Artistic flourish for The King
stayed loyal in all eight starts since. Wins in the Bonecrusher Stakes at Ellerslie in the spring and in her final start at the same venue 10 days before the Oaks in the Sunline Vase had kept Artistic well in the picture but she was still only the seventh favourite when she lined up on Saturday.
‘‘There were some who thought she might have trouble staying the 2400 metres but after riding her all season I had to stick with her,’’ said Michael.
The matter of loyalty definitely came into it his thinking, in particular the friendship between the jockey and Rick Williams, a former Matamata man who these days manages The Oaks Stud in Cambridge, where Darci Brahma now stands. Rick’s brief includes the extensive team raced by The Oaks Stud owner, Queensland-based Dick Karreman.
‘‘They’ve been very good to me over the years and that’s something you don’t forget,’’ said Michael. ‘‘They kept me on Magnetism when he won the Carbine Stakes in Sydney a few years back and they could have put an Aussie jockey on.’’
Saturday’s Group One win was the 29th of Michael’s 26-year career and now he wants to make it a round 30.
‘‘It would be good if I could even it out to 30,’’ said the man whose son Liam and many of his mates call The King.
‘‘A few people have been trying to retire me lately but I’m confident that I’m still riding well.
‘‘I think I’ve got at least another year after this before I call it quits but at some stage my body will need some R & R.’’
Glenn Old, one of the younger members of local training ranks, may not have a high profile but that has not stopped him from producing worthwhile results from his small stable.
At last Wednesday’s South Waikato Racing Club meeting on the Matamata course, Glenn unveiled his latest talent, Volksraad gelding Crown’s Prestige to win impressively on debut.
The three-year-old is in fact unbeaten in public, having won his only two trials late last year but his race day debut was delayed through a combination of wet tracks and identifying the right race.
Crown’s Prestige was purchased for $55,000 from the 2010 National Yearling Sale, selected by Glenn and his brother Mark on behalf of a Macau owner.
He has since changed hands again and is now owned by Hong Kong interests who identified him as a likely sort when he won his two trials.
Last week’s race carried a stake of $8000, which meets the qualifying criteria for export to Hong Kong.
Crown’s Prestige will therefore not be seen again on a New Zealand racetrack but his original trainer predicts he will measure up in when he gets to Hong Kong later this year.
Glenn spent eight years in Macau as an assistant trainer before returning to his home town in late 2004 and renewing his New Zealand trainer’s licence. Reflecting a growing trend among local licence-holders, much of his work now involves sourcing young horses and developing them for racing in Asia.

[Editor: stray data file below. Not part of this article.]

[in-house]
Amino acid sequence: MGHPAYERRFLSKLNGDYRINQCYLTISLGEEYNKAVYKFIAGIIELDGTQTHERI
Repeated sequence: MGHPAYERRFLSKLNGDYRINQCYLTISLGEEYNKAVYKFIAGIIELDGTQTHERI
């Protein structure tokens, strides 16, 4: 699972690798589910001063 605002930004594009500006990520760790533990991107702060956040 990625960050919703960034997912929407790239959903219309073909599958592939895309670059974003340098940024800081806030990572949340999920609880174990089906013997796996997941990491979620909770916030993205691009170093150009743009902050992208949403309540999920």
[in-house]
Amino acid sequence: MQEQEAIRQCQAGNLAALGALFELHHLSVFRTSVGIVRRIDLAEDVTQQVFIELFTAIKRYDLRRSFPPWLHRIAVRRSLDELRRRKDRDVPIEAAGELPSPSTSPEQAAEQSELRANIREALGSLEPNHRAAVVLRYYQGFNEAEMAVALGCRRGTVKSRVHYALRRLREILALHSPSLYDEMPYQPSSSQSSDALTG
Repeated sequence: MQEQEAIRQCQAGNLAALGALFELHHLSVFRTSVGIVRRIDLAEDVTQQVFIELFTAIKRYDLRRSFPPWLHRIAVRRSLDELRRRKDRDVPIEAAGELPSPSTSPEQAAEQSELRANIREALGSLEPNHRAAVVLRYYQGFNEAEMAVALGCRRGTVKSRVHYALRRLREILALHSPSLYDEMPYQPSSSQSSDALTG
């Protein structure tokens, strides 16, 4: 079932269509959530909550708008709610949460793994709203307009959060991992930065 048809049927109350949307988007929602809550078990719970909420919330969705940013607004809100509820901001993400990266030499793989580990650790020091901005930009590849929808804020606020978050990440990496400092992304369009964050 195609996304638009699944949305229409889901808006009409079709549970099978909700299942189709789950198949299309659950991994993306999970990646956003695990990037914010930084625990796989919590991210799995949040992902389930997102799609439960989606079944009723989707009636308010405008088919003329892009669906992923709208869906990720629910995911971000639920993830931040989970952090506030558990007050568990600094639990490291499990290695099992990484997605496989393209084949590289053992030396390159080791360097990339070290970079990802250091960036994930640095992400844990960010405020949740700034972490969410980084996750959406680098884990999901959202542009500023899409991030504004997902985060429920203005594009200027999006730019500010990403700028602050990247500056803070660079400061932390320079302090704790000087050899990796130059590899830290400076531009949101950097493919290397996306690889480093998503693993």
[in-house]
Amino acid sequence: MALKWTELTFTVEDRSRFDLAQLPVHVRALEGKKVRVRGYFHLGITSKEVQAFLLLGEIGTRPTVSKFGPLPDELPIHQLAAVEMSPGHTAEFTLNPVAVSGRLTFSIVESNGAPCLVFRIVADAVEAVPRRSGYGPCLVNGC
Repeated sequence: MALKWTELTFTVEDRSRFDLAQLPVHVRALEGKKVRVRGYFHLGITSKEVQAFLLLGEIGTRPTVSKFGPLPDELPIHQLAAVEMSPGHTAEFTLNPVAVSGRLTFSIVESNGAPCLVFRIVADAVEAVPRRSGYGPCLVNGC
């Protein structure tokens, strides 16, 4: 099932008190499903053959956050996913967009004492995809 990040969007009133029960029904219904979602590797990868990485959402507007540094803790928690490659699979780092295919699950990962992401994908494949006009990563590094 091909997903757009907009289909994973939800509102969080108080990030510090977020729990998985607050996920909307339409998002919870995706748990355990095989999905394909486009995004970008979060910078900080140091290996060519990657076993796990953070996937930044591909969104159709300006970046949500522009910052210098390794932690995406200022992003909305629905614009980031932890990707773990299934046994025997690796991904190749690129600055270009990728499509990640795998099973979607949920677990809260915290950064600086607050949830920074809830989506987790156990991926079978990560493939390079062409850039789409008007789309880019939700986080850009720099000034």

‘‘Having spent time in Macau I got to know the sort of horse that does well up there and in Hong Kong,’’ Glenn said.
‘‘The other thing is having the right contacts. That’s why my stable these days is made up of horses owned by good local clients and the other half by horses either owned in Asia already or heading that way.
‘‘A lot of them will only trial before they move on but it’s a system that works well for me. I never have more than 14 or 15 in work most of the time, which means I can keep a handle on things and know exactly where each horse is up to.’’
Glenn gets valuable help from his father Kevin, a former successful trainer who these days settles for the title ‘‘senior stablehand’’ and John Boyack, a capable horseman when it comes to educating youngsters.
‘‘Having dad’s experience and John’s involvement with the young ones especially has been a big help to me.’’
Trading apart, Glenn has made a very good impression with the numbers he does take to the races.
The win by Crown’s Prestige took his tally for the season to 11 wins from just 56 individual starters, giving him a strike rate of one win in five starts, the second best of any trainer with a double- figure tally on the national premiership.
The star of his team over recent months has been the three-year-old Ancroft Stud-owned and bred filly Our Famous Eve, whose eight starts have produced two wins and some notable placings, including second in the Royal Stakes at Ellerslie and fifth in the weight-for-age Darci Brahma International Stakes at Te Rapa.
‘‘She’s a filly with a lot of ability and with a bit of luck could have had an even better season,’’ said her trainer.
‘‘Not to worry, she’s having a spell now and will come back a lot stronger next season.’’
Flair: A New Zealand Oaks victory at last as Michael Coleman brings Artistic back to scale at Trentham on Saturday.